Scotland’s school meals need to be transformed “from a feeding culture to an eating culture”, an obesity charity has warned.
Obesity Action Scotland said that the school dining experience varies dramatically across the country and called for schools to eliminate junk food from menus, use more non-processed ingredients and focus on soups as a way of encouraging youngsters to eat more vegetables.
This comes after a Scotland on Sunday investigation last year revealed a postcode lottery in terms of the nutritional value of school meals – with some youngsters consuming more than the government-recommended daily fat, salt or sugar intake in a single serving.
Today’s report from Obesity Action Scotland found that Scottish primary schools serve puddings more often than soup – with an average of 14g of sugar per portion. It said that school-age children consume three times the recommended level of “free sugars”.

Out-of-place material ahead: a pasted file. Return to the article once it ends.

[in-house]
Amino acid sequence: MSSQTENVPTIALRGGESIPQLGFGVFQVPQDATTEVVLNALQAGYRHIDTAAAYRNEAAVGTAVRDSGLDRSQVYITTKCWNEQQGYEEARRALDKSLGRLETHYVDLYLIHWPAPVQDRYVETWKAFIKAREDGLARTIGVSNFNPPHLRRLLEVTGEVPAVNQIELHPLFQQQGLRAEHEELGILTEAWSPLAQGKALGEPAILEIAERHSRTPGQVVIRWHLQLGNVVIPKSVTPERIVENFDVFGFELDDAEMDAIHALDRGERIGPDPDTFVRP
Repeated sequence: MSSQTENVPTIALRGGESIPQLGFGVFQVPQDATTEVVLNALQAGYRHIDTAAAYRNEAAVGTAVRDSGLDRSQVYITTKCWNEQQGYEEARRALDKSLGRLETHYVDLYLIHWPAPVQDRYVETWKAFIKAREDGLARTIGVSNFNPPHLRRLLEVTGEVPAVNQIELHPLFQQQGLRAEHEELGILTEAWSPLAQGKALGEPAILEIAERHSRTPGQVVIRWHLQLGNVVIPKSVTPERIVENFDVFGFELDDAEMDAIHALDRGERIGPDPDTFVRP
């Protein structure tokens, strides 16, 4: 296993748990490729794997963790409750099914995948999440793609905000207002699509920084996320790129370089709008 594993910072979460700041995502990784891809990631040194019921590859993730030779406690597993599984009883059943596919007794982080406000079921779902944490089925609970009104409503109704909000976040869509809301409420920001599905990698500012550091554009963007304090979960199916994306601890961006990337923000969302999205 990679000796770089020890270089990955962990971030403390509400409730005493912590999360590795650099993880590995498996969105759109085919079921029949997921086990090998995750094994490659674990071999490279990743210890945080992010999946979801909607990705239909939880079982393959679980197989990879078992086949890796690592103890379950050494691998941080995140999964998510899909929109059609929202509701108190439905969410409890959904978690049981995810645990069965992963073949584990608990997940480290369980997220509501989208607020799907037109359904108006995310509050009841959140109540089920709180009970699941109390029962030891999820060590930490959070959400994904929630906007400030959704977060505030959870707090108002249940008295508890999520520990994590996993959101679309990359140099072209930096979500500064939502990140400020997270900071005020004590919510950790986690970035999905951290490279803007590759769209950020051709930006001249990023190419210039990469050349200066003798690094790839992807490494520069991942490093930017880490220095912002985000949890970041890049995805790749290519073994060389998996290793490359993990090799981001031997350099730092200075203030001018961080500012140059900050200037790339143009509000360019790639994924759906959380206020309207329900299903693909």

Lorraine Tulloch, programme lead of Obesity Action Scotland, said: “We are calling on local government election candidates to commit to transform school meals across Scotland to ensure children have a healthy and happy experience with food.
“Change is possible and we have highlighted areas where that change is starting to happen, but more action is needed and greater priority and attention needs to be given to this subject to ensure we offer all our children the best start in life.”
A Scottish Government spokesman said: “Healthy Eating In Schools guidance exists to help local authorities and schools meet the current requirement. This includes advice on making puddings healthier.
“The Deputy First Minister confirmed on 5 March, 2017 that a review of these school food and drink nutritional standards is under way to ensure the nutritional standards are the best they can be.
“The review will also consider whether school food provision can be further improved, in light of the latest evidence from the Scientific Advisory Committee on Nutrition.”